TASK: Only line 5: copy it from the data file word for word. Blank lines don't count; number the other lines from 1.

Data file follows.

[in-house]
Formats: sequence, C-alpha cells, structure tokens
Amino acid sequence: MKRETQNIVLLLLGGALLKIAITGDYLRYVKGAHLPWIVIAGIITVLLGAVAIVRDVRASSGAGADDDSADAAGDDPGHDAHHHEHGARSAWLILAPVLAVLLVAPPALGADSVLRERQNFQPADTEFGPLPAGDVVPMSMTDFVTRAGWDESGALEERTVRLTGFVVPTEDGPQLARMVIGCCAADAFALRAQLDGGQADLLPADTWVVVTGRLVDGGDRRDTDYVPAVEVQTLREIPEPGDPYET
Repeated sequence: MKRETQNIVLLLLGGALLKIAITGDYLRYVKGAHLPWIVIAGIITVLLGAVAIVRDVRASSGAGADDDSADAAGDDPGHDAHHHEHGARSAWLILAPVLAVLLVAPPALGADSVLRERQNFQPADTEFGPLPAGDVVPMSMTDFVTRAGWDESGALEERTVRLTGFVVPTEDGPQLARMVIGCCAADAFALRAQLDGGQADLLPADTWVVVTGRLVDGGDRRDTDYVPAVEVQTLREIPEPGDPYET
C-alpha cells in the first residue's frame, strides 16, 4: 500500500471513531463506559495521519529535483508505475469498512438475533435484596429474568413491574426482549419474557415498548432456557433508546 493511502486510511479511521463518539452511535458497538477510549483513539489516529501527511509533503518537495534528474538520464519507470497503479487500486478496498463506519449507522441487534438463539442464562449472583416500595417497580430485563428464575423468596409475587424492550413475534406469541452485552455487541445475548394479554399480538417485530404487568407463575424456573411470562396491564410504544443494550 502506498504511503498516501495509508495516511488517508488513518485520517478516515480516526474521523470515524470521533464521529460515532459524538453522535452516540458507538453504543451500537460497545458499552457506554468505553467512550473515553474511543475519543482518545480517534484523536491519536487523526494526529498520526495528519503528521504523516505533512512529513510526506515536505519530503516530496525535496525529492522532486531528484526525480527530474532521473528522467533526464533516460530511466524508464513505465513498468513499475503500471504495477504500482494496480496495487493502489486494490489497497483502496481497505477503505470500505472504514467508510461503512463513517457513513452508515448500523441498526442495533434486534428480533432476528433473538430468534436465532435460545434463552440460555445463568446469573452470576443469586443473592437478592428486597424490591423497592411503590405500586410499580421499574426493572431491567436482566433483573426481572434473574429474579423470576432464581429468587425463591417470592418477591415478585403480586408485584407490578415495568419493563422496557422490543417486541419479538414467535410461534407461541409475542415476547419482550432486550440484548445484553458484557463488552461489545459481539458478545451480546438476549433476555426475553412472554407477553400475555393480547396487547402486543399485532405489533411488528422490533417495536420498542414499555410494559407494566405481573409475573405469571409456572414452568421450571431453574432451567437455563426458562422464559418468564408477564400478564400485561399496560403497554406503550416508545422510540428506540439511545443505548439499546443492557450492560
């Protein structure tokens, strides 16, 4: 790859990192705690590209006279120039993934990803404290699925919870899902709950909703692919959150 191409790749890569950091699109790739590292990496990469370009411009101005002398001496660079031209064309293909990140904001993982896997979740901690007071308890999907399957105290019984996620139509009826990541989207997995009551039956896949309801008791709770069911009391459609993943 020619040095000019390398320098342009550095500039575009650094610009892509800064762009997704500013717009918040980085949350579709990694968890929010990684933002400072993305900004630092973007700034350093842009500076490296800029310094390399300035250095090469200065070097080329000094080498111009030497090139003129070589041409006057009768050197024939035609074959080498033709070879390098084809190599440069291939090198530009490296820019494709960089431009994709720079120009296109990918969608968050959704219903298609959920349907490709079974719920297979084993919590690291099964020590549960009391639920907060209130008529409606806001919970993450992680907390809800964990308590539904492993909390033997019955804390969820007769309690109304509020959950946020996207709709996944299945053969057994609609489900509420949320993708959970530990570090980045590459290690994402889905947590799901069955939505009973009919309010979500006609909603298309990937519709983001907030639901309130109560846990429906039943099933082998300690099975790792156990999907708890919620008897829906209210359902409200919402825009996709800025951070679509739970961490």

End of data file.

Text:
C-alpha cells in the first residue's frame, strides 16, 4: 500500500471513531463506559495521519529535483508505475469498512438475533435484596429474568413491574426482549419474557415498548432456557433508546 493511502486510511479511521463518539452511535458497538477510549483513539489516529501527511509533503518537495534528474538520464519507470497503479487500486478496498463506519449507522441487534438463539442464562449472583416500595417497580430485563428464575423468596409475587424492550413475534406469541452485552455487541445475548394479554399480538417485530404487568407463575424456573411470562396491564410504544443494550 502506498504511503498516501495509508495516511488517508488513518485520517478516515480516526474521523470515524470521533464521529460515532459524538453522535452516540458507538453504543451500537460497545458499552457506554468505553467512550473515553474511543475519543482518545480517534484523536491519536487523526494526529498520526495528519503528521504523516505533512512529513510526506515536505519530503516530496525535496525529492522532486531528484526525480527530474532521473528522467533526464533516460530511466524508464513505465513498468513499475503500471504495477504500482494496480496495487493502489486494490489497497483502496481497505477503505470500505472504514467508510461503512463513517457513513452508515448500523441498526442495533434486534428480533432476528433473538430468534436465532435460545434463552440460555445463568446469573452470576443469586443473592437478592428486597424490591423497592411503590405500586410499580421499574426493572431491567436482566433483573426481572434473574429474579423470576432464581429468587425463591417470592418477591415478585403480586408485584407490578415495568419493563422496557422490543417486541419479538414467535410461534407461541409475542415476547419482550432486550440484548445484553458484557463488552461489545459481539458478545451480546438476549433476555426475553412472554407477553400475555393480547396487547402486543399485532405489533411488528422490533417495536420498542414499555410494559407494566405481573409475573405469571409456572414452568421450571431453574432451567437455563426458562422464559418468564408477564400478564400485561399496560403497554406503550416508545422510540428506540439511545443505548439499546443492557450492560